To start this series of interviews, with alumni of the Advanced Leadership Program, we spoke with Head of Quality at Coloplast, Hella Roashan, about her recent promotion and relocation to Costa Rica from Denmark, where she will be part of establishing a new Coloplast manufacturing site. Roashan shares the lessons she learnt within the ALP class of 2017, and her approach to leadership challenges.
Tell us a bit about yourself and your career journey, job titles etc., before and after joining the Advanced Leadership Program (ALP) in 2017?
After finalizing my master’s degree from DTU, I started as a Validation specialist in the Quality organization at Coloplast. In my first 3 years as a young engineer, I was going through a major professional transformation where I got to know the organization and the business, and the different career paths, but most importantly I discovered what motivates me and how I can add value to the company. Therefore, I decided to pursue a management role and became Head of Quality Process Engineering in 2013. Since then I have held different management positions within the Quality Organization at Coloplast Headquarters. When I joined the Advanced Leadership program in 2017, I was Head of Product Support where my team was responsible for technical lifecycle management of Coloplast products on the market.
After ALP I decided to pursue an international career and got the privilege to join a start-up team responsible for establishing a new Coloplast manufacturing site in Costa Rica, as Head of Quality.
What motivates you to pursue a leadership career, and how does your company enable this?
I was fascinated by the culture when I joined Coloplast. There was this feeling of having a common goal and helping people with intimate healthcare needs. People were eager to share their knowledge with me even though I felt that as a young engineer, I could not (yet) offer much in return at that time. And then most importantly, despite ambitious deadlines, high workload and busy schedules, people were having fun and enjoyed coming to work every day. I was fascinated and at the same time really curious about organizational culture and how to lead people. I could see a potential in me and this is the great thing about Coloplast – If you have the potential, you want something and are ready to work hard for it, then anything is possible.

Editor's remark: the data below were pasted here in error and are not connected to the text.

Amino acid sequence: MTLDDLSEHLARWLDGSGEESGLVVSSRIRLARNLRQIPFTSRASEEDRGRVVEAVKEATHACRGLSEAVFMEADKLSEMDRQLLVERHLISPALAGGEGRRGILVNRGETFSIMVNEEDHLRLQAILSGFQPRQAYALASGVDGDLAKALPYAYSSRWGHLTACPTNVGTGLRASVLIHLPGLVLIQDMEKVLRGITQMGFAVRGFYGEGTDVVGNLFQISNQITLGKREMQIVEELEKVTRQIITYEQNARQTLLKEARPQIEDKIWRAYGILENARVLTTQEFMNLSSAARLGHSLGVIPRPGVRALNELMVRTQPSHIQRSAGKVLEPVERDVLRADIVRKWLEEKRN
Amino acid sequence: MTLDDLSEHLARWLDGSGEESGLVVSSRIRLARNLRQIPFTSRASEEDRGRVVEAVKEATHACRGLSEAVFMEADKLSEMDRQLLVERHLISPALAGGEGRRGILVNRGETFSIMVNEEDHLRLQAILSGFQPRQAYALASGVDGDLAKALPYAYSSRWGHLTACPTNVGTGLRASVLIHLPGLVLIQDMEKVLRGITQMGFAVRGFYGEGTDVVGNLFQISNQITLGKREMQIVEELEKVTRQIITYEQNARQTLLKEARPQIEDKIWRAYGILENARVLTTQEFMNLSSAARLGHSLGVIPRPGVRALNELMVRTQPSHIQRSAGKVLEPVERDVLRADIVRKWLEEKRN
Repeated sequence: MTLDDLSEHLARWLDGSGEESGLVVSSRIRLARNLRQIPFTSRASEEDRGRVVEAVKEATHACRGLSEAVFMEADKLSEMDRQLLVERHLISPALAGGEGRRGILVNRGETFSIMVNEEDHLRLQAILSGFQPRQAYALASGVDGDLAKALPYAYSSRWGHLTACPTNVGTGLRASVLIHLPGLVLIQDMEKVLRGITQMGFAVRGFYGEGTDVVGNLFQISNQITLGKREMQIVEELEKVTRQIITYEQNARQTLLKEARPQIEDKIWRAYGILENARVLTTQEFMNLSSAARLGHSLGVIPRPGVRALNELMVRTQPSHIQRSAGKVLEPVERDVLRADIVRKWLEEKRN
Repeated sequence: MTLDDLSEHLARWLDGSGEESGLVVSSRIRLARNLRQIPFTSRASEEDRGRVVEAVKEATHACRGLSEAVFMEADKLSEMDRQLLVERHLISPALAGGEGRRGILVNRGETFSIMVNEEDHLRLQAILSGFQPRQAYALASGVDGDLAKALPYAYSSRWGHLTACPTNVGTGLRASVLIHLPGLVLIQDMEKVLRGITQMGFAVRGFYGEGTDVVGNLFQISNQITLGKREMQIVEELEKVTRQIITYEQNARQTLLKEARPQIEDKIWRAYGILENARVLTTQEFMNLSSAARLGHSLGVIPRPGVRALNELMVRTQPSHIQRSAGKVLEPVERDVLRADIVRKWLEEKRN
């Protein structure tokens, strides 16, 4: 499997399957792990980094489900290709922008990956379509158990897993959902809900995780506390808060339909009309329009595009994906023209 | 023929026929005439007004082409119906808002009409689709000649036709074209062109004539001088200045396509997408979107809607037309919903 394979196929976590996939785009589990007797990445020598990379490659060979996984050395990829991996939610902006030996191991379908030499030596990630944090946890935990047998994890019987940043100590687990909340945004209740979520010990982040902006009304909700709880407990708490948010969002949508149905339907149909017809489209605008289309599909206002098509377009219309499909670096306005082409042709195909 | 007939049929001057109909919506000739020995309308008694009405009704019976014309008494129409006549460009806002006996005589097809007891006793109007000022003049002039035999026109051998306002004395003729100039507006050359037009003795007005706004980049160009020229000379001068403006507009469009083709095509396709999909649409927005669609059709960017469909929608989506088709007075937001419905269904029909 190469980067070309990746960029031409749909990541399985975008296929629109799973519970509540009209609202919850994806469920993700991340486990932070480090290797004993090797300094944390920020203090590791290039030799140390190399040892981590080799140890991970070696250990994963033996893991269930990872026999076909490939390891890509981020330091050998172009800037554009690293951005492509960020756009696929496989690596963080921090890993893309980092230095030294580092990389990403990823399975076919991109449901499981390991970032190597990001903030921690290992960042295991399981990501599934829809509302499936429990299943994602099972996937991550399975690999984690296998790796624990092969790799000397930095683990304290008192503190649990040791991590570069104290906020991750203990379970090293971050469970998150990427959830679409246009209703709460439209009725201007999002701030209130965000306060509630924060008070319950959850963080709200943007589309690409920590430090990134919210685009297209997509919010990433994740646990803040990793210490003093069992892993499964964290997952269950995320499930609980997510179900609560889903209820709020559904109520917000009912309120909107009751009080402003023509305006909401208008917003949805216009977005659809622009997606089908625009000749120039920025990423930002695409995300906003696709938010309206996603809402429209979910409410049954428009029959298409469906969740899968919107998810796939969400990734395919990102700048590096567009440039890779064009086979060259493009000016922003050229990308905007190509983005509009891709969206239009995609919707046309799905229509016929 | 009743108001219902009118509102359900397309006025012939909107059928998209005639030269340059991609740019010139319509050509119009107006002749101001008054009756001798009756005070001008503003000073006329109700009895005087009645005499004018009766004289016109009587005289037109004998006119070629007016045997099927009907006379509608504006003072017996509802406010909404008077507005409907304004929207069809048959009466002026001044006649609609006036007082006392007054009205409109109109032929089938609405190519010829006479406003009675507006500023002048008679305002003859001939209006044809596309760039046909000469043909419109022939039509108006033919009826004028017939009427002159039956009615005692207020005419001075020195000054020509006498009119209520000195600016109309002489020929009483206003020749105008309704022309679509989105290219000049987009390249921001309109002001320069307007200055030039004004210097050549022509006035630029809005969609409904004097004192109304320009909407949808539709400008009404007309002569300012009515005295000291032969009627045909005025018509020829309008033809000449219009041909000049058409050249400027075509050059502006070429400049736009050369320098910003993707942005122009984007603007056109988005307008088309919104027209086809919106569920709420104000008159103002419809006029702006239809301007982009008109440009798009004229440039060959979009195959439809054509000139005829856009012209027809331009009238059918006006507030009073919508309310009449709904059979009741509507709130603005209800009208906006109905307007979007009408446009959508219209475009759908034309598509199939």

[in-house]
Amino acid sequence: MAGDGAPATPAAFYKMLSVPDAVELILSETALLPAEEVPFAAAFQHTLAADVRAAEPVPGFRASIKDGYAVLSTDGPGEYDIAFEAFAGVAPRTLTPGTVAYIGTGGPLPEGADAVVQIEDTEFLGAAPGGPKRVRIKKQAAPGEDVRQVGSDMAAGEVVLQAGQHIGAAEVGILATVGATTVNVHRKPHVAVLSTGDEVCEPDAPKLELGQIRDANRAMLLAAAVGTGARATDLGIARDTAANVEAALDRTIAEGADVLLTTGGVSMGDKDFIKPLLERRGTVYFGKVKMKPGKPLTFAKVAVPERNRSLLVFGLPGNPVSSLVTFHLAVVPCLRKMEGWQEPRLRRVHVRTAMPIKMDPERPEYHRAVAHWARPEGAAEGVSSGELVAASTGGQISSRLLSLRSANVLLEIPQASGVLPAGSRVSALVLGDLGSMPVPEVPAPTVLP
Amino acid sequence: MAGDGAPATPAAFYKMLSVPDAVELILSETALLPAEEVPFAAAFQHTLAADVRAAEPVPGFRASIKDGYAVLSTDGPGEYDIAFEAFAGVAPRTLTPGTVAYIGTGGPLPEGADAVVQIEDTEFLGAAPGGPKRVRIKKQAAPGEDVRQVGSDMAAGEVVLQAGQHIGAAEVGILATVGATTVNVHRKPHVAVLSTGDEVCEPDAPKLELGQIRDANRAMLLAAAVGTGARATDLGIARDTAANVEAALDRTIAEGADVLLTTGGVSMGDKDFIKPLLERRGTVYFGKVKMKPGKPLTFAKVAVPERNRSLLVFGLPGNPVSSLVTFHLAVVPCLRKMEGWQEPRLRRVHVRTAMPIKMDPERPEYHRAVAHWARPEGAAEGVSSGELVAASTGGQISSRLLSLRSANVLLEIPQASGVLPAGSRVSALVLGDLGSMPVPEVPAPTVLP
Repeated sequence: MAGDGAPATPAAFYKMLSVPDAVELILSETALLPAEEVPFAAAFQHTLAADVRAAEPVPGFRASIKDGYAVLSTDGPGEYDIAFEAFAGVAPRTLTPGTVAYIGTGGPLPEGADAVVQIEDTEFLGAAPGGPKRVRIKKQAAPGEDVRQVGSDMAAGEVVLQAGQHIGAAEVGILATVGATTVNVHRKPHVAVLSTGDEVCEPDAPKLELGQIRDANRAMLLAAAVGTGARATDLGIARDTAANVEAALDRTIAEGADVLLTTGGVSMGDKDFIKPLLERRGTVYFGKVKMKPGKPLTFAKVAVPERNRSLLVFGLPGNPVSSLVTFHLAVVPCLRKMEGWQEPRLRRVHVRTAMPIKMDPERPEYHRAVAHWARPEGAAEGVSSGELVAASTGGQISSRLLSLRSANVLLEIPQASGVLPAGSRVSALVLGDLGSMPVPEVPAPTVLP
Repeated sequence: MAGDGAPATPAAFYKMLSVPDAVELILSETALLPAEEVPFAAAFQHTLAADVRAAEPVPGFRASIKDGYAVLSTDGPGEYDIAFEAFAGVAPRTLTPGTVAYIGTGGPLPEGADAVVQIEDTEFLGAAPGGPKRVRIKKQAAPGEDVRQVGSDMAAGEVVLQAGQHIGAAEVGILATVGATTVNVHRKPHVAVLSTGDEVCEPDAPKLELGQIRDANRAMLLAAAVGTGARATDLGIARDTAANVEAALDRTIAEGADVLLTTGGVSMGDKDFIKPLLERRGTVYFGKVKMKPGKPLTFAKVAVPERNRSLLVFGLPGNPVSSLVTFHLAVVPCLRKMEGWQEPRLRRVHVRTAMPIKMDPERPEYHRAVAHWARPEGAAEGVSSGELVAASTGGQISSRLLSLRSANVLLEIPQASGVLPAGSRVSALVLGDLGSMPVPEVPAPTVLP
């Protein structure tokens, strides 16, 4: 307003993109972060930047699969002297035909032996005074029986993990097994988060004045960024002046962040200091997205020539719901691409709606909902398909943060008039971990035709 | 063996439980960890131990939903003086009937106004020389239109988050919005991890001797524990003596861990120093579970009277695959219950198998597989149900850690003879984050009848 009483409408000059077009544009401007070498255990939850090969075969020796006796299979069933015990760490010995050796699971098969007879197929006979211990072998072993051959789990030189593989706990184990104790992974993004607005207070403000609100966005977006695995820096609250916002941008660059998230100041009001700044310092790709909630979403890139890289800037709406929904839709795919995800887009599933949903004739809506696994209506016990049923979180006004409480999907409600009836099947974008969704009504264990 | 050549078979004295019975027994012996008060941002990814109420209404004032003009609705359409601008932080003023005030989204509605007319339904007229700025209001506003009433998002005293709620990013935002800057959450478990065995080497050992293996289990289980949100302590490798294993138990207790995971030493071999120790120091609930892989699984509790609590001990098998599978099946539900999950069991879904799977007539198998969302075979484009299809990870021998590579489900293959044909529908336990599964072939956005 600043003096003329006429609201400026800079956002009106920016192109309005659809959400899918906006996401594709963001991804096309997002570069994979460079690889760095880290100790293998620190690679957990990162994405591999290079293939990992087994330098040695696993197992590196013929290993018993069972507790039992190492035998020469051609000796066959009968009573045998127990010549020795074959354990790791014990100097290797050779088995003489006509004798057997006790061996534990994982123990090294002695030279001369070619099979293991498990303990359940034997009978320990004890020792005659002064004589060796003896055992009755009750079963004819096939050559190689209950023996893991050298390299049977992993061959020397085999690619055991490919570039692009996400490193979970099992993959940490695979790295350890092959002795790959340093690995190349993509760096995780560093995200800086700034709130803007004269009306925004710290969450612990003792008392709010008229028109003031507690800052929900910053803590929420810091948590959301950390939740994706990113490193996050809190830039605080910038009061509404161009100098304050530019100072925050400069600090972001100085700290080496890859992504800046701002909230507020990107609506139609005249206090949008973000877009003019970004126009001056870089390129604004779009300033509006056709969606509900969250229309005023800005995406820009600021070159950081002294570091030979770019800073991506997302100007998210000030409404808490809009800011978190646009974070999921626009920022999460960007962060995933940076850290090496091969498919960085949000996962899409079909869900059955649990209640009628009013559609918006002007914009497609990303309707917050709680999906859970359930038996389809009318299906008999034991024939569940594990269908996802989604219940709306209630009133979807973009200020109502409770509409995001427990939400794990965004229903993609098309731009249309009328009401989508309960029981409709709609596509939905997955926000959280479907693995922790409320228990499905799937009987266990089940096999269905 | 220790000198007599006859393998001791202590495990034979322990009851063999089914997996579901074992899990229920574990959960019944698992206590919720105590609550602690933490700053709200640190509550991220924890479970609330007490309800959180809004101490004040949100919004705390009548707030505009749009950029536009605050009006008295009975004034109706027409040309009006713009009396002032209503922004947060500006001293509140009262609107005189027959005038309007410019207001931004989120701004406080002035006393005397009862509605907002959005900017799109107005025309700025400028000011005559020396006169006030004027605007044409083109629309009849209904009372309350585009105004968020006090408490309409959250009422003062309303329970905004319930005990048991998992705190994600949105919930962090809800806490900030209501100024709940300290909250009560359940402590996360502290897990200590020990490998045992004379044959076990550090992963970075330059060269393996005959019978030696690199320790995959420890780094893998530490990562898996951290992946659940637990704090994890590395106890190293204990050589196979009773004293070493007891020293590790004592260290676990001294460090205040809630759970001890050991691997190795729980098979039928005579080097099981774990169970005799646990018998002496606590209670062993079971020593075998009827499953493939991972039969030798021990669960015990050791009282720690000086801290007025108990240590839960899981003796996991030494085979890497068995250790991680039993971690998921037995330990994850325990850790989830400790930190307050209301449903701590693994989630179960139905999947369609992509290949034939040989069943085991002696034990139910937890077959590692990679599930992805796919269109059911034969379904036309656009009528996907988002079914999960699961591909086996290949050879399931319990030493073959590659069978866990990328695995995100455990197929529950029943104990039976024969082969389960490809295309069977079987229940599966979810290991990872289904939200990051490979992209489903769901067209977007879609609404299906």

What is one thing that you took away as a key learning from the 5 modules?
The one module that especially stood out for me was Simon Lancaster’s class where we got tips and tricks on how to use language techniques to get our message across. It really became evident for me how impactful words and body language can be, if done right. With a little practice and the right tools, it is possible to become a really strong communicator, which is key when leading people.
In what ways do you use the skills that you’ve learned in the ALP in your work and how has the program helped you become a better leader?
I am much more aware of how I communicate. I observe how the great communicators in Coloplast use the same tools as we were thought by Simon so it is a skill that can be mastered. It was also great to get more insight in how to create a great strategy and execute on it successfully.
Besides the classes, being part of a network of women in leadership positions has been a great benefit. It was very inspiring and encouraging and has motivated me to push even harder to reach my career goals.
What is next for you in your career, since finishing the ALP, and what are your long-term career aspirations?
For the next 2 years I will be working on building our new factory in Costa Rica. Being part of a start-up will broaden my business understanding even more and will give me the possibility of influencing the setup and culture at a new site using my experience.
Long term career goals are definitely to get more organizational responsibility and being able to impact the business at a larger scale. Who knows – maybe I will be the first female CEO of Coloplast one day.
What has been your biggest leadership challenge since finishing the ALP and how did you deal with it?
The biggest leadership challenge since finishing the ALP was actually recently where I was transitioning from my former position, to a new position at Coloplast. I was extremely excited about my new position, but l had also invested a lot in my former team so it was also very important for me that the transition period was smooth and easy on the team. I found it hard to balance between how much to influence the new managers on my way of leading the team and how much to let them figure it out themselves because maybe they will see other opportunities than me. I decided to make myself available but let it be up to the new managers to contact me if they wanted the sparring. This way I figured they will grow more and I learned to let go of my control.
What one thing could encourage more women to pursue a career in leadership?
If I should mention only one thing, then I would definitely say that women should start embracing the imperfect and take more risks! I know a lot of talented women with leadership potential who hesitate on trying out leadership roles or women that are middle managers and hesitate to take it to the next level. In some cases these talented women completely disregard the possibility of advancing to upper management because they do not think they are competent or would have the time to perfect the job. I say go for it. What is the worst thing that can happen?
Name: Hella Roashan
Education: Master of Science in Medicine and Technology, Technical University of Denmark (DTU)
Title: Head of Quality, Costa Rica Manufacturing
Civil Status: Single
Fun fact: I was born in Afghanistan and came to Denmark when I was 10. Before moving to DK and starting in a public Danish school I was homeschooled by my parents.